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Evaluating the Impact of CYP3A5 Genotype on Post-Transplant Healthcare Resource Utilization in Pediatric Renal and Heart Transplant Recipients Receiving Tacrolimus

Authors Pasternak AL, Marshall VD, Gersch CL, Rae JM, Englesbe M, Park JM

Received 10 October 2020

Accepted for publication 11 January 2021

Published 12 March 2021 Volume 2021:14 Pages 319—326

DOI https://doi.org/10.2147/PGPM.S285444

Checked for plagiarism Yes

Review by Single anonymous peer review

Peer reviewer comments 2

Editor who approved publication: Dr Martin Bluth


Amy L Pasternak,1 Vincent D Marshall,1 Christina L Gersch,2 James M Rae,2 Michael Englesbe,3 Jeong M Park1

1Department of Clinical Pharmacy, University of Michigan College of Pharmacy, Ann Arbor, MI, 48109, USA; 2Department of Internal Medicine, Michigan Medicine, Ann Arbor, MI, 48109, USA; 3Department of Surgery, Michigan Medicine, Ann Arbor, MI, 48109, USA

Correspondence: Amy L Pasternak Email [email protected]

Purpose: CYP3A5 genotype is a significant contributor to inter-individual tacrolimus exposure and may impact the time required to achieve therapeutic concentrations and number of tacrolimus dose adjustments in transplant patients. Increased modifications to tacrolimus therapy may indicate a higher burden on healthcare resources. The purpose of this study was to evaluate whether CYP3A5 genotype was predictive of healthcare resource utilization in pediatric renal and heart transplant recipients.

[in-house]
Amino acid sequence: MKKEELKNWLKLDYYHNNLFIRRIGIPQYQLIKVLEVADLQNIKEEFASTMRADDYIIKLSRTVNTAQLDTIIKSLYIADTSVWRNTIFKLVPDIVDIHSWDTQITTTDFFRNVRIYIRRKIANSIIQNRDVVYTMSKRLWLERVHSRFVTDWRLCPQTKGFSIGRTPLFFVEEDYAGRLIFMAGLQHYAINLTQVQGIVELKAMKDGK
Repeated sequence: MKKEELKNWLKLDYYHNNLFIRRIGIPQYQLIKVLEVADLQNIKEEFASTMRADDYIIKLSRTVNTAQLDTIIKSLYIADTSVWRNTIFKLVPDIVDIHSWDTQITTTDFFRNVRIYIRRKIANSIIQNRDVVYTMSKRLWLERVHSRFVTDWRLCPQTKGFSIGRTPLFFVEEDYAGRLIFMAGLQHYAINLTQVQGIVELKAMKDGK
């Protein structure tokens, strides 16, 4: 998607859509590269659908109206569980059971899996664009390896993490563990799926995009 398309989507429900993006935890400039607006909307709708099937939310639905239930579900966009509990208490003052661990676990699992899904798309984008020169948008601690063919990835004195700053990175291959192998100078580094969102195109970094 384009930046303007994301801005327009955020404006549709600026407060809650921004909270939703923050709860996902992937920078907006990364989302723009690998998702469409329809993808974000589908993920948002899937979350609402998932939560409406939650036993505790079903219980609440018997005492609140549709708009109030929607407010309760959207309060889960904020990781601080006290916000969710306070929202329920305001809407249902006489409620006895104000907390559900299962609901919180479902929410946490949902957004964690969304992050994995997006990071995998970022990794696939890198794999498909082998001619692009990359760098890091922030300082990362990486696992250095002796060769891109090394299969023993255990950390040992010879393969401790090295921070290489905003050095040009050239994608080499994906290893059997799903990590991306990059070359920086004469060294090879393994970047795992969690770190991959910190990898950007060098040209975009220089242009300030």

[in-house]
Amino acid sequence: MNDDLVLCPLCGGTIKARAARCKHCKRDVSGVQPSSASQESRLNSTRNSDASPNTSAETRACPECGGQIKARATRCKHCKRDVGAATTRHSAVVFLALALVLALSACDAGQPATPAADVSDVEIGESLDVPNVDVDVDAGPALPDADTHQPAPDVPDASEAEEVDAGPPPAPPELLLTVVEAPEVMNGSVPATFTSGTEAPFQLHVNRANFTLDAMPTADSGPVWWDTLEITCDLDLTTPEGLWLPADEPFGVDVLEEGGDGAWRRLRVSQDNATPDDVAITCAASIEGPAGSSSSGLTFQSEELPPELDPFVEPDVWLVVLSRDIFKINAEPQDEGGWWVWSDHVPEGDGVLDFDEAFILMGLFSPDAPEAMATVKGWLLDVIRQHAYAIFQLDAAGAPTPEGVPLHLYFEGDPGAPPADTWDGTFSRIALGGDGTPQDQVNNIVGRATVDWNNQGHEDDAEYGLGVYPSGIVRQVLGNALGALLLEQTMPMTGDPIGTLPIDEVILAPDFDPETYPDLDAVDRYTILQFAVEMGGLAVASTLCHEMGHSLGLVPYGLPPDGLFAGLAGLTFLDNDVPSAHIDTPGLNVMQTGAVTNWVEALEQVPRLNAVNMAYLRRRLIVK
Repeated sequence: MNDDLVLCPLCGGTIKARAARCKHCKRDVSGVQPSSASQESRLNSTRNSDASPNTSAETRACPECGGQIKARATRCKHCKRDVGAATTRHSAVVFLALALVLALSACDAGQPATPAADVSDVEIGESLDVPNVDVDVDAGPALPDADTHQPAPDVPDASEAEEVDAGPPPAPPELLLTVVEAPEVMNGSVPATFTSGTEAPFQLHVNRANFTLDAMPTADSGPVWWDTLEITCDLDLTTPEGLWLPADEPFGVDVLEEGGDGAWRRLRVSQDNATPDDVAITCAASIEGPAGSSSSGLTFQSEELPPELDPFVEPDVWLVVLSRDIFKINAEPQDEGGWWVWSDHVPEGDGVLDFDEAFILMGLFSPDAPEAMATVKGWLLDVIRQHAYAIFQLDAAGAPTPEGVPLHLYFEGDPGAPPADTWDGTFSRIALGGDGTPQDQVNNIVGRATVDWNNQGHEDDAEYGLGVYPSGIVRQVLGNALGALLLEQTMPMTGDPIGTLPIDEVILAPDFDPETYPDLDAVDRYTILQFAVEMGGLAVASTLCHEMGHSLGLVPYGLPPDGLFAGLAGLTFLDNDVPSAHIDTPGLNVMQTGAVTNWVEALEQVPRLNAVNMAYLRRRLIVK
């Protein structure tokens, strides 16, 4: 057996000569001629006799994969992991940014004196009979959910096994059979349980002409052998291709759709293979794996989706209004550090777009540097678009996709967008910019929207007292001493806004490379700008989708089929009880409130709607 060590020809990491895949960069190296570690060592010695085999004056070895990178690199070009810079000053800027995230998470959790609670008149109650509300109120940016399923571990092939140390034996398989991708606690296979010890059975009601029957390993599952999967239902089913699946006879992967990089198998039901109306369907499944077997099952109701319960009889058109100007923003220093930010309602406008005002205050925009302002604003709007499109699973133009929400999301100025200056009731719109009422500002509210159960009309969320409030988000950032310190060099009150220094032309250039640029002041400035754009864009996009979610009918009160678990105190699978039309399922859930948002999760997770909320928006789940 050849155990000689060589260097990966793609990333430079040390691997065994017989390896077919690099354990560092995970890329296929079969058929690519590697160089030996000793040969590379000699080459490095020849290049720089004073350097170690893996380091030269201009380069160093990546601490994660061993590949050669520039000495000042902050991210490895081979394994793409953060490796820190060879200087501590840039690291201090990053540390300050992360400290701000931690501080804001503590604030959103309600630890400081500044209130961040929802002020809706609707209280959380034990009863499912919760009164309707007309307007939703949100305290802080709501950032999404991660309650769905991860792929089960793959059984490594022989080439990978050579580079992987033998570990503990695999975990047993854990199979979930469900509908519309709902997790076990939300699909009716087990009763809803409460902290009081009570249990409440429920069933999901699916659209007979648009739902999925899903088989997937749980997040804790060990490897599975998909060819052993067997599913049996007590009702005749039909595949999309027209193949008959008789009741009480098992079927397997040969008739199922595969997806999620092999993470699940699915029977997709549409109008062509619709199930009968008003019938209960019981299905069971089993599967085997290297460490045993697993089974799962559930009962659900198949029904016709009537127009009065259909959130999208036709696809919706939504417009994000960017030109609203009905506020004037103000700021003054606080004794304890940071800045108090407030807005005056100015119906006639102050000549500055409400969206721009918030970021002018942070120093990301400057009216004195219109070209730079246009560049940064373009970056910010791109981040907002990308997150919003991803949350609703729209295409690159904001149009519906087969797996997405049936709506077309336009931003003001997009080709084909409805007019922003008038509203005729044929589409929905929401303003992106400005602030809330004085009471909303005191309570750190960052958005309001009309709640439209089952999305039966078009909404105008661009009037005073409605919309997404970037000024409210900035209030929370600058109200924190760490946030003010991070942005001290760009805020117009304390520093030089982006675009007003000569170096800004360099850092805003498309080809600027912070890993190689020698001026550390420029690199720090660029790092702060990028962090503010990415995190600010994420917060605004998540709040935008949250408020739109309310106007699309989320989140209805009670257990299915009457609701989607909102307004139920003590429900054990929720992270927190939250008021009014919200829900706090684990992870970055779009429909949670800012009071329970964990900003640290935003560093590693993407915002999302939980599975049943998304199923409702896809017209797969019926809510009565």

Patients and Methods: Patients < 18 years of age with a renal or heart transplant between 6/1/2014– 12/31/2018 and tacrolimus-based immunosuppression were included. Secondary use samples were obtained for CYP3A5 genotyping. Clinical data was retrospectively collected from the electronic medical record. Healthcare resource utilization measures included the number of dose changes, number of tacrolimus concentrations, length of stay, number of clinical encounters, and total charges within the first year post-transplant. Rejection and donor-specific antibody (DSA) formation within the first year were also collected. The impact of CYP3A5 genotype was evaluated via univariate analysis for the first year and multivariable analysis at 30, 90, 180, 270, and 365 days post-transplant.
Results: Eighty-five subjects were included, 48 renal transplant recipients and 37 heart transplant recipients. CYP3A5 genotype was not associated with any outcomes in renal transplant, however, a CYP3A5 expresser phenotype was a predictor of more dose changes, more tacrolimus concentrations, longer length of stay, and higher total charges in heart transplant recipients. CYP3A5 genotype was not associated with rejection or DSA formation. Age and induction therapy were associated with higher total charges.
Conclusion: CYP3A5 genotype may predict healthcare resource utilization in the first year post-transplant, although this may be mitigated by differences in tacrolimus management. Future studies should evaluate the impact of genotype-guided dosing strategies for tacrolimus on healthcare utilization resources.

Keywords: pharmacogenetics, cost of care, pediatric transplant

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